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Title: Encouraging Submission of Proposals involving Complexity

and Interacting Systems to Programs in the Social, Behavioral
and Economic Sciences
Date: 11/07/07

Directorate for Social, Behavioral and Economic Sciences
NSF 08-014

November 7, 2007

Subject: Encouraging Submission of Proposals involving Complexity
and Interacting Systems to Programs in the Social, Behavioral and
Economic Sciences

Dear Colleague:

Beginning in FY 2008, the Directorate of Social, Behavioral and
Economic Sciences (SBE) will augment funding in its regular
programs in order to encourage submission of proposals that advance
understanding of complexity and interacting systems phenomena in
SBE fields.

In recent years, SBE scientists have found mathematical,
computational, empirical and other methods from complexity and
systems thinking productive for understanding how and under what
conditions patterns both emerge from and feed back into local
interactions, at levels extending from the molecular through the
social to the global and across multiple time scales. Often taking
advantage of agent-based modeling, neural-network modeling, and
other computer-enabled modes of discovery, such studies have
refined understanding of such properties as interdependence,
self-organization, and emergence in complex SBE systems. Complexity
can sometimes be understood and explained in terms of the
interaction of simple systems.

Topics might include, but are not limited to:

* Projects that advance understanding of emergent phenomena in
behavioral and social systems, such as the emergence of
creative breakthroughs in a scientist or artist; or of major
structural shifts in the history of language; or of skilled
behaviors like walking or talking; or of norms in a fictional
online community.

* Projects that examine stability and transformation in
behavioral and social systems, such as the political systems
tipping from stability to instability; a sudden cascade of
suicidal behavior in a population of teenagers; or stability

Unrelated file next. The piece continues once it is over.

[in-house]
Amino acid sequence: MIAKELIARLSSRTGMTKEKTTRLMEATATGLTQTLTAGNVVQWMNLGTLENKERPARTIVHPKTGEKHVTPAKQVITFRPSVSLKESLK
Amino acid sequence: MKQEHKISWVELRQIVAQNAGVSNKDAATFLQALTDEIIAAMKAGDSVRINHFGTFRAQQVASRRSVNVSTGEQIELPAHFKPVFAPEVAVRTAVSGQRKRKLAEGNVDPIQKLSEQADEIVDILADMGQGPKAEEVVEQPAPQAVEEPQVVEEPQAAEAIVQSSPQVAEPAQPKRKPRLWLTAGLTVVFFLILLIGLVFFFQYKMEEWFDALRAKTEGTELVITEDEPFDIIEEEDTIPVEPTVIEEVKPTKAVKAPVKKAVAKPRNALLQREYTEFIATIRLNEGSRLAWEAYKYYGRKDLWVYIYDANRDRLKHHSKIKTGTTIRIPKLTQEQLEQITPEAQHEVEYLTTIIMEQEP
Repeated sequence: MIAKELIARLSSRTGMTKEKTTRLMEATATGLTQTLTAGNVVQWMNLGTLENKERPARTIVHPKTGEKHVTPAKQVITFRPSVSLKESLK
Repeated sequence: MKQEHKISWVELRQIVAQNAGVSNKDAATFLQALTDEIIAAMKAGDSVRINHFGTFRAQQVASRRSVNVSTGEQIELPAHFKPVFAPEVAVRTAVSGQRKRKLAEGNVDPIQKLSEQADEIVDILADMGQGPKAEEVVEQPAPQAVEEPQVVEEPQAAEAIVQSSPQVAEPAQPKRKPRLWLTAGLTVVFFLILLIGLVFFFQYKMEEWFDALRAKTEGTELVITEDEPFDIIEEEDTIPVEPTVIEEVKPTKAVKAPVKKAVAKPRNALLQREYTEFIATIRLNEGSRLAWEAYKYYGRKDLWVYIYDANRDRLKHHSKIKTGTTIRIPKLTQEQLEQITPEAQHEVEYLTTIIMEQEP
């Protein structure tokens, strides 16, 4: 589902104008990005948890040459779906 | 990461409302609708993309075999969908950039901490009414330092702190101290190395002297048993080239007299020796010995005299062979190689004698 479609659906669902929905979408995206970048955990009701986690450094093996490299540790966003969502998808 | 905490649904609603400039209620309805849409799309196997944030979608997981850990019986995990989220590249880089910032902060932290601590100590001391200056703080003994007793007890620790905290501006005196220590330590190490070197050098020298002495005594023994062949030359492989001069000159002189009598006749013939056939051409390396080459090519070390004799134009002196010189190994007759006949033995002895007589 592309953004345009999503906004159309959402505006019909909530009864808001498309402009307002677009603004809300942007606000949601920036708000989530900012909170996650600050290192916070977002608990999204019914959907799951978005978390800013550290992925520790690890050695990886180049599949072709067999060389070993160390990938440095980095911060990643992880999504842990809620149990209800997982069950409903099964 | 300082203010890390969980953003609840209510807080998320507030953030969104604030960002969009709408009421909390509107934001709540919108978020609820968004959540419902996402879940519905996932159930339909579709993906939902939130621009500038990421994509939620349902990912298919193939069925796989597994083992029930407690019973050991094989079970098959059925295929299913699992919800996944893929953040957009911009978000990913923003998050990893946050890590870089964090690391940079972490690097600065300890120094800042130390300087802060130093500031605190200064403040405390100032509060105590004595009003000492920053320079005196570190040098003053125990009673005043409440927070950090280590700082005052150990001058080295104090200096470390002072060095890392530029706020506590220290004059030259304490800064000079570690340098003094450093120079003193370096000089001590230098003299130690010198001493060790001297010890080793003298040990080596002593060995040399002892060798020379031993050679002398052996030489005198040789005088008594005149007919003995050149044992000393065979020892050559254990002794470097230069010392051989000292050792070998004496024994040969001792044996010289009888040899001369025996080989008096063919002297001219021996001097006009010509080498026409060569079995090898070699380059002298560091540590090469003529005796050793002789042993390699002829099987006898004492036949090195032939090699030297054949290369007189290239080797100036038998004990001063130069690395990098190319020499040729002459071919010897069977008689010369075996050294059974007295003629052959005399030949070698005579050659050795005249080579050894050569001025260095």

in the face of strong perturbations, such as the resilience of
communities faced with serious natural disasters.

* Projects examining complex interdependent, multi-scale and
emergent behavioral, neural, cognitive, or social phenomena by
building on, for example, scaling analyses; recurrence
quantification; graph-theoretic, time-series, or
symmetry-group techniques.

* Advances in theory and methods to validate results from models
or simulations of complex systems.

Prospective SBE complexity proposals can involve data from field,
lab or simulations. Proposals may, when submitted through our
Science and Technology Studies Program, examine philosophical,
sociological, ethical or policy implications of complexity in SBE

This is not a special competition or new program. Investigators who
wish to have a proposal considered in response to this Dear
Colleague Letter, should include, as the last sentence of its
Project Summary, the sentence: “This proposal is submitted in
response to NSF 08-014.” The proposal should be submitted to
an existing SBE program in compliance with normal target dates
and/or deadlines. Such proposals will be reviewed by means of the
standard review practices of those programs.

Investigators may wish to contact the Program Director of the
program to which they expect to submit in order to determine if
their proposed idea is a good fit for the program. A brief e-mail
note of inquiry in advance of conversations is strongly

We look forward to receiving your proposals.


David Lightfoot
Assistant Director, National Science Foundation
Social, Behavioral and Economic Sciences

Additional examples of some, but not all, topics involving
complexity and interacting systems in SBE domains are contained in
the final reports of two recent SBE-funded workshops:

Modeling Social Dynamics, Oct. 2-6, 2006. Available online at:

Behavioral and Cognitive Dynamical Systems, August 6-9, 2007.
Available online at:

Links to SBE's programs and target dates, including Program
Director information, are available at:

For the Behavioral and Cognitive Sciences:

For the Social and Economic Sciences: